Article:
Seaports in Indonesia: Regulatory Developments

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A number of regulations have been issued that are significant for the regulatory development of Indonesia’s seaports sector. We highlight the most crucial of these regulations.

A. Ministry of Transportation (“MOT”) Regulation No. 146 of 2016 regarding the Amendment of Ministry of Transportation Regulation No. 51 of 2015 regarding the Implementation of Seaports (the “Seaport Regulation”) (“MOT Regulation 146/2016″)

MOT Regulation 146/2016 makes several notable changes to the procedures and requirements to obtain a business license for a Port Business Entity conducting seaport activities as a (i) Main Port (Pelabuhan Utama), (ii) Hub Port (Pelabuhan Pengumpul) or (iii) Feeder Port (Pelabuhan Pengumpan).

The principal change set out by MOT Regulation 146/2016 concerns the administrative requirements to obtain a Port Business Entity business license, as follows:

  • a taxpayer registration number (“NPWP”);
  • the applicant must be in the form of a state-owned company, a regional-owned company or a limited liability company engaged in the seaport business field;
  • a deed of establishment and approval thereof from the Ministry of Law and Human Rights;
  • a certificate of domicile;
  • an audited financial report by an external auditor for the last year;
  • a proposal for a seaport activity plan;
  • evidence that the company employs a minimum of two permanent employees with seaport certificates issued or acknowledged by the Director General of Sea Transportation; and
  • minimum capital requirement.

The last two points regarding seaport-certified employees and minimum capital are new requirements under MOT Regulation 146/2016.

MOT Regulation 146/2016 stipulates that the minimum capital requirement for Port Business Entities to obtain a business license varies according to the type of port activity. Port Business Entities must now have the following minimum total capital:

  • Rp 500 billion for Main Port;
  • Rp 100 billion for Hub Port;
  • Rp 10 billion for Feeder Port.

The issued and paid-up capital must at least be 25% of the minimum total capital applicable to the relevant Port Business Entity as above. With this stipulation, MOT Regulation 146/2016 revokes the capital ownership threshold previously provided under Article 8 of Ministry of Transportation Regulation No. 45 of 2015 regarding Capitalization Requirement for Business Entities in the Transportation Field.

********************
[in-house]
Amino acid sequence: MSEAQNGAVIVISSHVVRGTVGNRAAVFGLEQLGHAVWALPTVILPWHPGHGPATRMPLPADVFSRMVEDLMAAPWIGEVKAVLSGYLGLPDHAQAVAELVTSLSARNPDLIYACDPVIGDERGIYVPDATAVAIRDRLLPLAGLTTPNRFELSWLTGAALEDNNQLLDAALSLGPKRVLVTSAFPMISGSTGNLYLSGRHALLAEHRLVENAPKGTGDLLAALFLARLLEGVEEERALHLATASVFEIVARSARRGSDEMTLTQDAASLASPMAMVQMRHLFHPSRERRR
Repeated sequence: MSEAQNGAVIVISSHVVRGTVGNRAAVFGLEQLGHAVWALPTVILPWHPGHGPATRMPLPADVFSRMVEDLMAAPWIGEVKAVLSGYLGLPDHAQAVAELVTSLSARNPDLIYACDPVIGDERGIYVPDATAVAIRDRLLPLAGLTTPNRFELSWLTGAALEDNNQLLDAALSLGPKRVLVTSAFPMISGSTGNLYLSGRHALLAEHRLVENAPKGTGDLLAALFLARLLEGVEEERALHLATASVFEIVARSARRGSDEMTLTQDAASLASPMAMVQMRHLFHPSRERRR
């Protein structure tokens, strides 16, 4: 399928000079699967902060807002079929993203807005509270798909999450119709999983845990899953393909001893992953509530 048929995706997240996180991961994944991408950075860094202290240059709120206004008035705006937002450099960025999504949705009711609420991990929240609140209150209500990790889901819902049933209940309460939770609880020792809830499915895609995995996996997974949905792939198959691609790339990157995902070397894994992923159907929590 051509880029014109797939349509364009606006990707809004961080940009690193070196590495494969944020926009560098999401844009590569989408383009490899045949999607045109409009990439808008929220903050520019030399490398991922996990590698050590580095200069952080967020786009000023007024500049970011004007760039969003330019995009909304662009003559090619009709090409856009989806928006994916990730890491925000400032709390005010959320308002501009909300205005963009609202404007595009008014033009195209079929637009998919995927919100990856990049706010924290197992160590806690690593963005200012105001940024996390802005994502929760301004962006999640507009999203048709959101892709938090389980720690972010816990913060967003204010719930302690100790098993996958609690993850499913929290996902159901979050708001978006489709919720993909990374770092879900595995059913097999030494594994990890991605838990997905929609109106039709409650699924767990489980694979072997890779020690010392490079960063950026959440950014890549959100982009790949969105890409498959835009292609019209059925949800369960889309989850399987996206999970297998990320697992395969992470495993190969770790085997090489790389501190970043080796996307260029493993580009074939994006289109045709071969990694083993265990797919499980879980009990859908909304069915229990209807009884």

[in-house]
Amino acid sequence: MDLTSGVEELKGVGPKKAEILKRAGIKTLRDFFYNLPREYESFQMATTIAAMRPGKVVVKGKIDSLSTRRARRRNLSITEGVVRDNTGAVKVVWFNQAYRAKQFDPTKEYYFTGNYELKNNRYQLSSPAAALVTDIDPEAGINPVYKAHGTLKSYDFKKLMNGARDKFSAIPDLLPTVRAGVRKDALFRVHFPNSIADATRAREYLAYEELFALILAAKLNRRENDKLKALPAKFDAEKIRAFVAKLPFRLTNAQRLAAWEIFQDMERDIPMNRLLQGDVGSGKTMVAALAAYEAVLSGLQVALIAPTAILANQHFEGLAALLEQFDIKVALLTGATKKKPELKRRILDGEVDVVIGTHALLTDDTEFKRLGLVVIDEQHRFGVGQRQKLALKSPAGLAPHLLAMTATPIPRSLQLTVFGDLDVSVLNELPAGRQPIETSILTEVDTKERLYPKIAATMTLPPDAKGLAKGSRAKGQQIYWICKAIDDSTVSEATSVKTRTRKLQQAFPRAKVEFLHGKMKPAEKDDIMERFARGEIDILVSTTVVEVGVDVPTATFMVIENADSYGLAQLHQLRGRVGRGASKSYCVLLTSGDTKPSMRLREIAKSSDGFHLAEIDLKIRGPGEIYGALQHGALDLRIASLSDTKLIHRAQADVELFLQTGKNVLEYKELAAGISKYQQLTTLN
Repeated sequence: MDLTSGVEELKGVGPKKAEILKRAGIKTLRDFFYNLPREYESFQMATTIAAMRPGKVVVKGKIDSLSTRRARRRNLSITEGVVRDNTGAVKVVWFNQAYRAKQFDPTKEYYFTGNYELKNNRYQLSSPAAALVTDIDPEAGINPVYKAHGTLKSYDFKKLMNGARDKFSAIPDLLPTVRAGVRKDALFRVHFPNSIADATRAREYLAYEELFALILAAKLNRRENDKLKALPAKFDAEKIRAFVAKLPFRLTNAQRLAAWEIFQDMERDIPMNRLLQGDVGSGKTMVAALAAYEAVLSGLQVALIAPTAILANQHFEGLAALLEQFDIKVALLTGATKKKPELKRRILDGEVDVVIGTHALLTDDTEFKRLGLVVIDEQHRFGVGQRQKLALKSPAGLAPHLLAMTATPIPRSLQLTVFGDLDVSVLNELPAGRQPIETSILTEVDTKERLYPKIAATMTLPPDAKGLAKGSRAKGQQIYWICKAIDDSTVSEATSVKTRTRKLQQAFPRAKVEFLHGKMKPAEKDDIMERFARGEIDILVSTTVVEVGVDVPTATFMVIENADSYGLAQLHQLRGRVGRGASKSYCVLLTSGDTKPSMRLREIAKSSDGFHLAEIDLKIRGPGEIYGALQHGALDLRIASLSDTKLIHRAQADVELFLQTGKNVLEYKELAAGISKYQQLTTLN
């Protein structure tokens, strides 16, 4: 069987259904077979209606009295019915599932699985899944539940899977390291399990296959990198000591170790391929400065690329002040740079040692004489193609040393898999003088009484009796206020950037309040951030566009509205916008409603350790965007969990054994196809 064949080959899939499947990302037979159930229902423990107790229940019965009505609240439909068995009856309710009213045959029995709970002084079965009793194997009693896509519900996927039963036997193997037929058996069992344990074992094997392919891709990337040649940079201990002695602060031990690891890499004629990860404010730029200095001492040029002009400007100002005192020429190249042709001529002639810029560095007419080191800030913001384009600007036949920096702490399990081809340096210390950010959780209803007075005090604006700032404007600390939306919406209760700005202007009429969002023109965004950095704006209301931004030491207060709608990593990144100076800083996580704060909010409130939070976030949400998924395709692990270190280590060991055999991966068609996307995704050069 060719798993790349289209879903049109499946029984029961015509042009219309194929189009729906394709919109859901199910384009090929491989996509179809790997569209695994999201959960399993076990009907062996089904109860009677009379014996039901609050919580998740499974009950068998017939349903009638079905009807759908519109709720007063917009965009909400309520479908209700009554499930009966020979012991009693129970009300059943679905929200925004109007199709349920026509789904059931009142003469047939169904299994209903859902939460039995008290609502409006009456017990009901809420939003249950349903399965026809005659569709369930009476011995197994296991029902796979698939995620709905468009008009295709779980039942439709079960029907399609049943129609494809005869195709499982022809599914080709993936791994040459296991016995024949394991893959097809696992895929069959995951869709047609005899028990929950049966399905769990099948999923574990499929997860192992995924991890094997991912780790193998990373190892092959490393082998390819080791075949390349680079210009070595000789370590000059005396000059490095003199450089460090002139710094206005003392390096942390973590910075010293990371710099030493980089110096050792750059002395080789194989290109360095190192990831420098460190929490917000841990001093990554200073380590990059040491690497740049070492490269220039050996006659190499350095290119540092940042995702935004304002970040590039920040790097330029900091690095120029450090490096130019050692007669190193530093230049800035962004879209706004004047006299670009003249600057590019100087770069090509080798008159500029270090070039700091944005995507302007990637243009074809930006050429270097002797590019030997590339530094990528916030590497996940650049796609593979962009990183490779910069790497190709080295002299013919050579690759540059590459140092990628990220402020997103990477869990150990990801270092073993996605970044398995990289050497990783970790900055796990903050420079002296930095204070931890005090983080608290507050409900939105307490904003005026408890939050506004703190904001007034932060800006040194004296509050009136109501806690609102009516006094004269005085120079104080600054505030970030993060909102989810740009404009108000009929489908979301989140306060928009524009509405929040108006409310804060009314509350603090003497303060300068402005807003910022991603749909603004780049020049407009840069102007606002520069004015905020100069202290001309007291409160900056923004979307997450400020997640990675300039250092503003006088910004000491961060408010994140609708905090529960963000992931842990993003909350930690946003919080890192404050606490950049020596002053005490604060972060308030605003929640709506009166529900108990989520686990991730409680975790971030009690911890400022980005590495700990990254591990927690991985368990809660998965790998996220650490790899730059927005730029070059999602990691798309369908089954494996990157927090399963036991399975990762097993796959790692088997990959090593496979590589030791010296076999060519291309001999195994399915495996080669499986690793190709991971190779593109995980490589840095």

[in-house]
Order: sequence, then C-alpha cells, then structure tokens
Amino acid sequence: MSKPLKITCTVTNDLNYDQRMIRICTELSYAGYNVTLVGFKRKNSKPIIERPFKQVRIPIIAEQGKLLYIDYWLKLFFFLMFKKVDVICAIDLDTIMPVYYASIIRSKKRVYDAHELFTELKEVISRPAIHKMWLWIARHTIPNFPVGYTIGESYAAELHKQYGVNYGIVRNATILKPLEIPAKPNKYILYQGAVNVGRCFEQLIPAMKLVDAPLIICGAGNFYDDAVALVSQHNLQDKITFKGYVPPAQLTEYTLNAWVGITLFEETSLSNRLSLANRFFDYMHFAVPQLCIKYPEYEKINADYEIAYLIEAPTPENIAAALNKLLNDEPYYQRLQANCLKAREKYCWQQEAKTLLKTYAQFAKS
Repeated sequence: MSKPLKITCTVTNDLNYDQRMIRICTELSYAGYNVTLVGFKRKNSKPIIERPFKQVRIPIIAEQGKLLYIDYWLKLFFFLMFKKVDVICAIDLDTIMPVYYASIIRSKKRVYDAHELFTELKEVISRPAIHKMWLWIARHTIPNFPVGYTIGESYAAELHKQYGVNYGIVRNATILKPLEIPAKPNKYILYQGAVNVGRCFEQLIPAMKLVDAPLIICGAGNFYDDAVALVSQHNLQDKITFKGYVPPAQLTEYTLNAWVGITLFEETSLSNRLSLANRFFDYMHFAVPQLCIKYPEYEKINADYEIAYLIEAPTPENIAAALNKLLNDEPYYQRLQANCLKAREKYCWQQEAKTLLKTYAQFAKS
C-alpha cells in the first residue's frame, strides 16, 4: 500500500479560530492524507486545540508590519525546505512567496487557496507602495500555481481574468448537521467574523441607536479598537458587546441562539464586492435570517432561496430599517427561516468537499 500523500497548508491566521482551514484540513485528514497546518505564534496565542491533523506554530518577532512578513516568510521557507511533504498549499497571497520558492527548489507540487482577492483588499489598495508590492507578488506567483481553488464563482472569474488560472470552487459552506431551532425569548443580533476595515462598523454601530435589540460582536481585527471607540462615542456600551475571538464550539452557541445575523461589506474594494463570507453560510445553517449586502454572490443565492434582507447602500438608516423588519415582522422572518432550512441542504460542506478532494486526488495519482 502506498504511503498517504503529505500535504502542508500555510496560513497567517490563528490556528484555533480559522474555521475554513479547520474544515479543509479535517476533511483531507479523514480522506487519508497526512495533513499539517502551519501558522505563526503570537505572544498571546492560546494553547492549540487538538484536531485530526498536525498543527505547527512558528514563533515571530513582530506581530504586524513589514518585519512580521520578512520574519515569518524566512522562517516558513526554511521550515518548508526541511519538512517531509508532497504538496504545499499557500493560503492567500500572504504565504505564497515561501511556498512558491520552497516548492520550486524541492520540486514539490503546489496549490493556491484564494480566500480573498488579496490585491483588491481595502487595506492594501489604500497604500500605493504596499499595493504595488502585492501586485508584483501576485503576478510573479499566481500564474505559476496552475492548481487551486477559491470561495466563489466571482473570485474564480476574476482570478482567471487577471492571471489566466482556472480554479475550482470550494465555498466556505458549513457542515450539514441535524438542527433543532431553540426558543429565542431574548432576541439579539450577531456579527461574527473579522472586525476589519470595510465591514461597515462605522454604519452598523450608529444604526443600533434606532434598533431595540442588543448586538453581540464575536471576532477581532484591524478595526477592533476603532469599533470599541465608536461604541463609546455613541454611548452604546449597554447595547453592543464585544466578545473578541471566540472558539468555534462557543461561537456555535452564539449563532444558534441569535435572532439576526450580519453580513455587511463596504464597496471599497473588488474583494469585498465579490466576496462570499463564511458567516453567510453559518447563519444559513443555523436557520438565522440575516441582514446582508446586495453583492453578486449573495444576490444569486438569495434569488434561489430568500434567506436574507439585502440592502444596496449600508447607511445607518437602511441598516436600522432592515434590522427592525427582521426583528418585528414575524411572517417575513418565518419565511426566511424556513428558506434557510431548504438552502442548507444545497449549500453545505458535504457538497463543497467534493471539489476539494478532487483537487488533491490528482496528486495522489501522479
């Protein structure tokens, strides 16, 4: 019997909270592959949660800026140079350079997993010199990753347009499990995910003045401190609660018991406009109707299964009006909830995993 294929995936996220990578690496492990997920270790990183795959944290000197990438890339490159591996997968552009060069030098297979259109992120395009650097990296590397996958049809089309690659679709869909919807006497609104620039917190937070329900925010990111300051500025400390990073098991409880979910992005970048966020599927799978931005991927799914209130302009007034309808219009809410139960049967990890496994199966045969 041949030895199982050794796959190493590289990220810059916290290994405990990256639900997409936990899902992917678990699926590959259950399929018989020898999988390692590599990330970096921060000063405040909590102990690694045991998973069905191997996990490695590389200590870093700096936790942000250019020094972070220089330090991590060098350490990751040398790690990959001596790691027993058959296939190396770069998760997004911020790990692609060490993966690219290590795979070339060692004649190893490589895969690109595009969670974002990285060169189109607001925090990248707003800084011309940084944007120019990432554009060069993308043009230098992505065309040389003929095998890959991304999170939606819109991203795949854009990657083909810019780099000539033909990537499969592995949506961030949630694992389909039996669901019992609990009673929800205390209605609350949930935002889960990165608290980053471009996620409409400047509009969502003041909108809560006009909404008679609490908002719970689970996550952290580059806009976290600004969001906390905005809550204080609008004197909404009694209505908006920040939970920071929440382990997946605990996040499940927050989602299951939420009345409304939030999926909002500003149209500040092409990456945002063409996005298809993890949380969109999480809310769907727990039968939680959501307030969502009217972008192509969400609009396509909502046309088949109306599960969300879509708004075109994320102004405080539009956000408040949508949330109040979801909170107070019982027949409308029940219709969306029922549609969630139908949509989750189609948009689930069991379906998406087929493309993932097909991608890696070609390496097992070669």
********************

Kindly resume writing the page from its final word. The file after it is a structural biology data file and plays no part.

Specifically in respect to Main Ports and Hub Ports, pursuant to MOT Regulation 146/2016, Port Business Entity Business Licenses are now issued by the Indonesian Investment Coordinating Board (“BKPM”) rather than the MOT as previously regulated by the Seaport Regulation. The relevant governor and regent continue to be responsible for the issuance of Port Business Entity Business Licenses for regional Feeder Ports and local Feeder Ports, respectively.

MOT Regulation 146/2016 also changes the requirements to establish seaports for foreign trade, including changes to the administrative, economic, safety and port facility requirements.

B. Ministry of Transportation Regulation No. 71 of 2016 regarding the Second Amendment of Ministry of Transportation Regulation No. 51 of 2011 regarding Special Purpose Terminal and Private Interest Terminal (“MOT Regulation 71/2016″)

MOT Regulation 71/2016 introduces new provisions that serve to relax the rules for the use of Special Purpose Terminals. In a nutshell, with the permission of the Minister of Transportation, Special Purpose Terminals may now be used to serve the public in the event of an emergency situation. The emergency situations contemplated under MOT Regulation 71/2016 can be in the form of (a) a natural disaster or other situation that causes public seaports to be non-functioning, (b) a seaport is unavailable or the nearest seaport is unable to provide port services due to limited capacity that obstructs the flow of goods.

Permission to use a Special Purpose Terminal to serve the public is given for a maximum period of six months, which may be extended for an emergency situation illustrated in point (a) but may not be extended for a situation illustrated in point (b). The clarity in terms of the duration of the permission is a welcome change brought by MOT Regulation 71/2016, as the previous regulation had no information on how long a Special Purpose Terminal could be used for public purpose.

MOT Regulation 71/2016 also provides that the operation of a Special Purpose Terminal for public purpose due to an emergency situation in point (b) must be based on the mechanism of a concession by changing the status of the relevant port to a public port/terminal operated by a Port Business Entity (Badan Usaha Pelabuhan or “BUP”). Only those Special Purpose Terminals that have been operated for at least five years can be used to serve the public in the event of an emergency.

C. Ministry of Transportation Regulation No. 134 of 2016 regarding Ship and Port Facilities Safety Management (“MOT Regulation 134/2016″)

MOT Regulation 134/2016 was enacted to implement the International Ship and Port Facility Security (ISPS) Code pursuant to Article 170 paragraph (5) of Law No. 17 of 2008 regarding Shipping. The provisions under MOT Regulation 134/2016 apply to port facilities providing services for passenger ships, cargo ships and mobile offshore drilling units.

This publication is intended for informational purposes only and does not constitute legal advice. Any reliance on the material contained herein is at the user’s own risk. You should contact a lawyer in your jurisdiction if you require legal advice. All SSEK publications are copyrighted and may not be reproduced without the express written consent of SSEK.

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